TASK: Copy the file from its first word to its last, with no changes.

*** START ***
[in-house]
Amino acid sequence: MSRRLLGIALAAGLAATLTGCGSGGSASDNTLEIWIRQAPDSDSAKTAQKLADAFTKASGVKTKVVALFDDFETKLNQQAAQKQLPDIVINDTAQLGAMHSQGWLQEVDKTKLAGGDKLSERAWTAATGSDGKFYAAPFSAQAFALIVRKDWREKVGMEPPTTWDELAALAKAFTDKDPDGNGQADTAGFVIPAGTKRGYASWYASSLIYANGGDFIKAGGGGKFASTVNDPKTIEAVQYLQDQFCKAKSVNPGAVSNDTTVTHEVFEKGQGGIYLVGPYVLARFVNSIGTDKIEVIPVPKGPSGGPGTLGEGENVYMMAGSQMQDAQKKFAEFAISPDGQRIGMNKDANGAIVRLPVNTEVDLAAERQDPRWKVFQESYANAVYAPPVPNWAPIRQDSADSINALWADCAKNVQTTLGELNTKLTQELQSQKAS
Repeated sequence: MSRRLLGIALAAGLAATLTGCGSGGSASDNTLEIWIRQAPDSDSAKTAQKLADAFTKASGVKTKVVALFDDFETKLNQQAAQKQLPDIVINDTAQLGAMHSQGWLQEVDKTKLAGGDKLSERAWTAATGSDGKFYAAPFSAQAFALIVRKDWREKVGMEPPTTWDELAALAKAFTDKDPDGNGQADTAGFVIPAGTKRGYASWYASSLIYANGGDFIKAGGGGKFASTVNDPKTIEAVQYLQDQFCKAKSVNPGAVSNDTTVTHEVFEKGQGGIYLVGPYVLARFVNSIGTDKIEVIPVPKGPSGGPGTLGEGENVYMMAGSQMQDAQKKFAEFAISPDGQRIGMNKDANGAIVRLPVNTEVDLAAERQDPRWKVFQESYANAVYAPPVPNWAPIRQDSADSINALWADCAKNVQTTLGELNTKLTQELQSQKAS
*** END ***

[in-house]
Amino acid sequence: MSRRLLGIALAAGLAATLTGCGSGGSASDNTLEIWIRQAPDSDSAKTAQKLADAFTKASGVKTKVVALFDDFETKLNQQAAQKQLPDIVINDTAQLGAMHSQGWLQEVDKTKLAGGDKLSERAWTAATGSDGKFYAAPFSAQAFALIVRKDWREKVGMEPPTTWDELAALAKAFTDKDPDGNGQADTAGFVIPAGTKRGYASWYASSLIYANGGDFIKAGGGGKFASTVNDPKTIEAVQYLQDQFCKAKSVNPGAVSNDTTVTHEVFEKGQGGIYLVGPYVLARFVNSIGTDKIEVIPVPKGPSGGPGTLGEGENVYMMAGSQMQDAQKKFAEFAISPDGQRIGMNKDANGAIVRLPVNTEVDLAAERQDPRWKVFQESYANAVYAPPVPNWAPIRQDSADSINALWADCAKNVQTTLGELNTKLTQELQSQKAS
Repeated sequence: MSRRLLGIALAAGLAATLTGCGSGGSASDNTLEIWIRQAPDSDSAKTAQKLADAFTKASGVKTKVVALFDDFETKLNQQAAQKQLPDIVINDTAQLGAMHSQGWLQEVDKTKLAGGDKLSERAWTAATGSDGKFYAAPFSAQAFALIVRKDWREKVGMEPPTTWDELAALAKAFTDKDPDGNGQADTAGFVIPAGTKRGYASWYASSLIYANGGDFIKAGGGGKFASTVNDPKTIEAVQYLQDQFCKAKSVNPGAVSNDTTVTHEVFEKGQGGIYLVGPYVLARFVNSIGTDKIEVIPVPKGPSGGPGTLGEGENVYMMAGSQMQDAQKKFAEFAISPDGQRIGMNKDANGAIVRLPVNTEVDLAAERQDPRWKVFQESYANAVYAPPVPNWAPIRQDSADSINALWADCAKNVQTTLGELNTKLTQELQSQKAS